3.3.3.6. glucose intolerance (overt DM)

3.3.3.7. HTN

3.3.4. Toxicity from chronic use

3.3.4.1. atrophy

3.3.4.2. striae

3.3.4.3. telangiectasias: small dilated blood vessels in mucus membrane

3.3.4.4. purpura

3.3.4.5. acne

3.4. Retinoids

3.4.1. Classes

3.4.1.1. 1st Generation

3.4.1.1.1. Retinol

3.4.1.1.2. Tretinoin

3.4.1.1.3. Sotretinoin

3.4.1.1.4. Alitretinoin

3.4.1.2. 2nd Generation (aromatic)

3.4.1.2.1. Acitretin

3.4.1.3. 3rd Generation (arotinoids)

3.4.1.3.1. Tazarotene

3.4.1.3.2. Bexarotene

3.4.1.4. Adapalene has retinoid like properties but does not fall into any class of retinoid

3.4.1.4.1. derivative of naphotic acid

3.4.1.4.2. similar efficacy to tretinoin

3.4.1.4.3. less stable in sun

3.4.1.4.4. less irritating

3.4.1.5. Oral Retinoids

3.4.1.5.1. Isotretinoin

3.4.2. MOA

3.4.2.1. compounds of retinol that exhibit Vitamin A activity

3.4.2.2. activates RARs and RXRs and affects gene expression

3.4.2.3. gene products responsible for pharmacologic effect and SE

3.4.3. Therapeutic use

3.4.3.1. inflammatory skin disorders

3.4.3.2. skin malignancies

3.4.3.2.1. treat premalignant skin cancer (isotretinoin)

3.4.3.3. hyperproliferative disorders

3.4.3.4. photoaging

3.4.3.5. keratinization

3.4.3.6. enhance penetration of topical meds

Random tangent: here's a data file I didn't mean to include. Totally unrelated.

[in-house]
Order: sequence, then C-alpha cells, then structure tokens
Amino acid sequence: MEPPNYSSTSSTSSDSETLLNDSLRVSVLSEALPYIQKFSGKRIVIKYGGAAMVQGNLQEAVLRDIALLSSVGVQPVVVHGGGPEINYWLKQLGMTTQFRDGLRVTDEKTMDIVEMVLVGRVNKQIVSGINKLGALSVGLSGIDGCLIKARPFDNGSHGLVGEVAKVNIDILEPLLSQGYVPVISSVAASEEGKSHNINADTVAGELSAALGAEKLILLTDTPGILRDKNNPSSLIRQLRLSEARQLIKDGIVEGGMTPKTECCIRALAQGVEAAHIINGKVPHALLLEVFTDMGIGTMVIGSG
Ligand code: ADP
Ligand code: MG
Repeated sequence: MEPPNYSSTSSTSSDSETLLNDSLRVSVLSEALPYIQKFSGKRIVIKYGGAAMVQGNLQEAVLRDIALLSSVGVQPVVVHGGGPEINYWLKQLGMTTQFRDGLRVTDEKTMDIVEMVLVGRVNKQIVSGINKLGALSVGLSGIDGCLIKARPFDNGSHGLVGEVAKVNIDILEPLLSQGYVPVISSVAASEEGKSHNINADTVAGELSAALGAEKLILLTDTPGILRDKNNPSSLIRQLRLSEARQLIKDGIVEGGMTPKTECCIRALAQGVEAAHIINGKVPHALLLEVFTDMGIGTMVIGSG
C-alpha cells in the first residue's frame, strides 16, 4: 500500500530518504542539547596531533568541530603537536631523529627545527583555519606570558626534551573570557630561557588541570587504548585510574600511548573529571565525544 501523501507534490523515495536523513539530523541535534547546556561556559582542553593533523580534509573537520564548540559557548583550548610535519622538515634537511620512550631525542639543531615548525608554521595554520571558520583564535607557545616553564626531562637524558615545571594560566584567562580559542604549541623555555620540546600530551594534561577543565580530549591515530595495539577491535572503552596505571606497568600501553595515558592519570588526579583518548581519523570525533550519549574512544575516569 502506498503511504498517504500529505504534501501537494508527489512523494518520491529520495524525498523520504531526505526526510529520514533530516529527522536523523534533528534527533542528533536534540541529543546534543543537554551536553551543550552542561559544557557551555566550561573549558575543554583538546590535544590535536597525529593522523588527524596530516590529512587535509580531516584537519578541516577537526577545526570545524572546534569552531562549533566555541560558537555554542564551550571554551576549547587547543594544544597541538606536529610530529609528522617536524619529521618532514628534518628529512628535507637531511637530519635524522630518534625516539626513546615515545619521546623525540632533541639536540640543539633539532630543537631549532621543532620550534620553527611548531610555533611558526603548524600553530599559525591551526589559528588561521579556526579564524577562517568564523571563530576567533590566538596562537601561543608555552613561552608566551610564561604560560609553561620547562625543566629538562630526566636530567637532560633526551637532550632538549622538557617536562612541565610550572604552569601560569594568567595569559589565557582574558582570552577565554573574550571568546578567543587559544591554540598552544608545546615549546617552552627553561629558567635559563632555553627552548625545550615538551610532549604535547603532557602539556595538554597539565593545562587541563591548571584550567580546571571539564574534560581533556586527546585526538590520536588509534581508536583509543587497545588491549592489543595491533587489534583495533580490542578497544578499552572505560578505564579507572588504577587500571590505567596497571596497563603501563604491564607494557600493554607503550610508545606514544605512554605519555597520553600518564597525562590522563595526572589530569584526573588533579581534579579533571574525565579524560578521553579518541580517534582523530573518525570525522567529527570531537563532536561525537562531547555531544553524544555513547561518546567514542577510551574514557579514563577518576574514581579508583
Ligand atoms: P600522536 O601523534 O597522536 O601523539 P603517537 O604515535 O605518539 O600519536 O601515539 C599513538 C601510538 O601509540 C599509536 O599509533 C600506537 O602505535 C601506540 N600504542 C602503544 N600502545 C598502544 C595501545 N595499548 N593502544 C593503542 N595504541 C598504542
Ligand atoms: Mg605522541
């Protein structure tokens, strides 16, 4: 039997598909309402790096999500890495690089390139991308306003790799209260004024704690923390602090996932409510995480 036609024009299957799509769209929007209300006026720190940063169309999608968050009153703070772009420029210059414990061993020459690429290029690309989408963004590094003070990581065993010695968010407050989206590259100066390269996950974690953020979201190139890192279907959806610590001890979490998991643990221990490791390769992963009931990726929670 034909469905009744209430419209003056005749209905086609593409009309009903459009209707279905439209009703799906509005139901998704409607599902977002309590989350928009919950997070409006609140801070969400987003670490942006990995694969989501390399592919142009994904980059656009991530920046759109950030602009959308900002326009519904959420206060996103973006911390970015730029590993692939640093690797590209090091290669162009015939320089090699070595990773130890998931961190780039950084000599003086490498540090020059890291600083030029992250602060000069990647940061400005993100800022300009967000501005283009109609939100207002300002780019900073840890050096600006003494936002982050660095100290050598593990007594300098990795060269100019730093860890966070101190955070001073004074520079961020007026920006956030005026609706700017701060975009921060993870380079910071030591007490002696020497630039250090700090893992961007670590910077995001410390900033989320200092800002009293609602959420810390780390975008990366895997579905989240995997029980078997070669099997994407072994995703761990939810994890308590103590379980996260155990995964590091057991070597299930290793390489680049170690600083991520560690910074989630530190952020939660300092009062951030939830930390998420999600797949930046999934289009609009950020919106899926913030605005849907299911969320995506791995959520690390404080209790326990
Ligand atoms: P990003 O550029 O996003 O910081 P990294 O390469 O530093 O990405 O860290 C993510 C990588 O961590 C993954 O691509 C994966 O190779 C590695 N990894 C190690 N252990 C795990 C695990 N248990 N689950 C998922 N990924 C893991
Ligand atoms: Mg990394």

3.4.4. SE

3.4.4.1. greater SE seen in 1st and 2nd generation

3.4.4.2. xerosis

3.4.4.3. epistaxis

3.4.4.4. conjunctivitis

3.4.4.5. hair loss

3.4.5. Toxicity

3.4.5.1. can affect: vision, cell proliferation, bone growth, immunity, tumor suppression

3.4.5.2. similar to vitamin A intoxication

3.4.6. Teratogenicity

3.4.6.1. pregnancy category X

3.4.6.2. fetal malformations

3.5. Beta Carotene

3.5.1. precursor of vitamin A

3.5.2. in green and yellow veggies

3.5.3. decreases production of free radicals

3.5.4. Clinical Uses...

3.5.4.1. reduces photosensitivity in pts with erythropoetic protoporphyria

3.5.4.1.1. deficiency of ferrochelatase leading to high levels of protoporphyria

3.6. Photochemotherapy

3.6.1. Chemistry Principles...

3.6.1.1. UV C doesn't penetrate

3.6.1.2. UV B 290-320 nm

3.6.1.2.1. most erythrogenic and melanogenic

3.6.1.2.2. sunburn / tanning

3.6.1.2.3. skin cancer

3.6.1.2.4. photoaging

3.6.1.3. UV AI 320-340 nm and UV AII 340-400 nm

3.6.1.3.1. 1000x less erythrogenic than UVB

3.6.1.3.2. photoaging and photosensitivity diseases

3.6.1.3.3. enhances UVB induced erythema

3.6.1.3.4. increase risk for skin cancer

3.6.1.4. visible light 400-800 nm

3.6.2. Phototherapy...

3.6.2.1. Using UVB or High dose UV AI

3.6.2.1.1. Monitor: phenothiazenes, thiazides, sulfonamides, NSAIDs, sulfonylureas, tetracyclines, benzos

3.6.2.2. PUVA: psoralens and UVA chemotherapy

3.6.2.2.1. vitiligo